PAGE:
Family angry at lack of official event to mark 30 years since RAF Chinook crash

The family of a man who was killed in an RAF Chinook helicopter crash have expressed anger after they were told the Ministry of Defence has not arranged an official memorial to mark the 30th anniversary of the incident.

Twenty-nine people were killed when the helicopter carrying leading security personnel crashed on the Mull of Kintyre peninsula on the west coast of Scotland on June 2, 1994.

The aircraft was on its way from RAF Aldergrove near Belfast to a security conference in Inverness when it crashed into a hillside in thick fog.

The incident was the worst RAF peacetime disaster and the reasons for the crash remain unclear.

The pilots, flight lieutenants Jonathan Tapper and Richard Cook, were initially accused of gross negligence over the crash.

But a review of the incident in 2011 found the pilots should not have been blamed.

Susan Phoenix, whose husband Detective Superintendent Ian Phoenix of the Royal Ulster Constabulary was killed in the crash, has accused the Ministry of Defence (MoD) of a cover-up.

Chinook crash site
The chinook crashed on the Mull of Kintyre on June 2 1994 (PA)

The 75-year-old said she was appalled when she was told it had not organised an official commemoration to mark the 30th anniversary.

Dr Phoenix, who lives in Dorset, said: “On the upcoming 30th anniversary of this still-controversial, unresolved crash that took the lives of 29 good people, including my husband, I am told that there will be no official memorial service – just something ‘low key’.

“That is yet one more sign of a cover-up by the MoD – a mission which began on June 2, 1994 when the Chinook crashed and continues to this day.

“They would prefer to sweep this all under the carpet, content in their ivory towers waiting for all family members to die and fade away.

“It is a dereliction of the duty they owe to those who were killed, to the memory of those they wrongly blamed, and to the families who still remain in limbo.”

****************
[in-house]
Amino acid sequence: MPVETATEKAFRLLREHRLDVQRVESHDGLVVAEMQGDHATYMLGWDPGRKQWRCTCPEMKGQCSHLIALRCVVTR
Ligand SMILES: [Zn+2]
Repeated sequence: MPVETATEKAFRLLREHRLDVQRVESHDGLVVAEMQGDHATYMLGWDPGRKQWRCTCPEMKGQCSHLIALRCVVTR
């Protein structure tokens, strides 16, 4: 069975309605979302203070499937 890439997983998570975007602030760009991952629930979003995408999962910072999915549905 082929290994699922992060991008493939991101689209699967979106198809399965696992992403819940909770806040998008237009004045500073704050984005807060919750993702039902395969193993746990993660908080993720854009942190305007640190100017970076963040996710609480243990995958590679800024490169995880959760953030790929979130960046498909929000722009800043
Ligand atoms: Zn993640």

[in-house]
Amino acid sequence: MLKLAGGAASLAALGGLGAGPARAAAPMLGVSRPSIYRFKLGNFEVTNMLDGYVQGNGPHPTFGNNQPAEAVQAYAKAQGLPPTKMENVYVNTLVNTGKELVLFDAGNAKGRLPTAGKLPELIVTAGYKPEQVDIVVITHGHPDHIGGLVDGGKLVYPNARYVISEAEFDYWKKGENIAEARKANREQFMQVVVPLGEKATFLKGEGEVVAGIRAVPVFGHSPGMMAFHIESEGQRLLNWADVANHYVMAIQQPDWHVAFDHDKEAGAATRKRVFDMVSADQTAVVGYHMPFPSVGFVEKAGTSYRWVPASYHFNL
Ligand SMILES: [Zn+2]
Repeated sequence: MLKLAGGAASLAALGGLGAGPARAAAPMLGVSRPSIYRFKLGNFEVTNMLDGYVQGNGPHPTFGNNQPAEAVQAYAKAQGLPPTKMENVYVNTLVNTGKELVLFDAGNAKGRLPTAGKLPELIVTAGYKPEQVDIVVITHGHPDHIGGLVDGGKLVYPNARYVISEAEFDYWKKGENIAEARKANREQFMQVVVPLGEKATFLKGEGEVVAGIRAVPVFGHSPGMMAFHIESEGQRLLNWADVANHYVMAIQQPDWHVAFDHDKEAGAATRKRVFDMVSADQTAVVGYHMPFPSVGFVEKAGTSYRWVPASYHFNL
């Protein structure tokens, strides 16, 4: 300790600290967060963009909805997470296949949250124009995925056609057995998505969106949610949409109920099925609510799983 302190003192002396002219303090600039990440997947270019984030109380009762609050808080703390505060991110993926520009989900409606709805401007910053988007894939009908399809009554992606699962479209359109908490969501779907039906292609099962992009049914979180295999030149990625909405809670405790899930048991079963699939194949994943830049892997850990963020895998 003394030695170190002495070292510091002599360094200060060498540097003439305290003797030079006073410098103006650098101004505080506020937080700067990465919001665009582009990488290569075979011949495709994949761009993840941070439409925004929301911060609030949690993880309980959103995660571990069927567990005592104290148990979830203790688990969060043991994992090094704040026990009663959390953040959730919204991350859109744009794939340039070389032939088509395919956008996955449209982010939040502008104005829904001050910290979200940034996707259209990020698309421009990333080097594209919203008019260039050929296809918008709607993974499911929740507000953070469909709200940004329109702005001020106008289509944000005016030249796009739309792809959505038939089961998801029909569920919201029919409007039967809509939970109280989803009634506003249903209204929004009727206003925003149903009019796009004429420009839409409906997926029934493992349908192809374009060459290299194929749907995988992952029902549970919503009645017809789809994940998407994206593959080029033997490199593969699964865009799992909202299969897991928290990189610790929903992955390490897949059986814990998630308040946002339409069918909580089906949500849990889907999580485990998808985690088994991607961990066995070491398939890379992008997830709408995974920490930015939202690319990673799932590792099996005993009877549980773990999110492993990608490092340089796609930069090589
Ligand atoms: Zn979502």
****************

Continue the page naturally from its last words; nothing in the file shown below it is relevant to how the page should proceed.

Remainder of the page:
A BBC documentary earlier this year raised further questions about the crash, its aftermath and why no-one has held to account for it, including those who wrongly blamed the pilots.

Dr Phoenix said: “Those of us who are not dead will not stop asking questions.

“I refuse to wither on the vine for the comfort of unconscionable officials who let my husband and his colleagues die in a non-airworthy craft, then sought to assuage their guilt on two good men no longer alive to defend themselves.”

Her son Niven, a former military and now commercial pilot, hit out at the “scapegoating of two young pilots who were no longer able to defend themselves in death”.

He claimed the authorities “turned their backs on justice, even after the truth was revealed” and that senior officers and officials were never held to account.

The independent review, announced in 2010 and published in 2011, found that criticism of the Board of Inquiry on the grounds that insufficient attention was paid to airworthiness and maintenance aspects was unjustified.

An MoD spokesperson said: “The Mull of Kintyre was a tragic accident and our thoughts and sympathies remain with the families, friends and colleagues of all those who died.

“In 2010, the Mull of Kintyre independent review was carried out and the findings were fully accepted.

“The review did not find new evidence to suggest mechanical failure, and no safety issues with the Chinook Mark 2 were raised in the report.”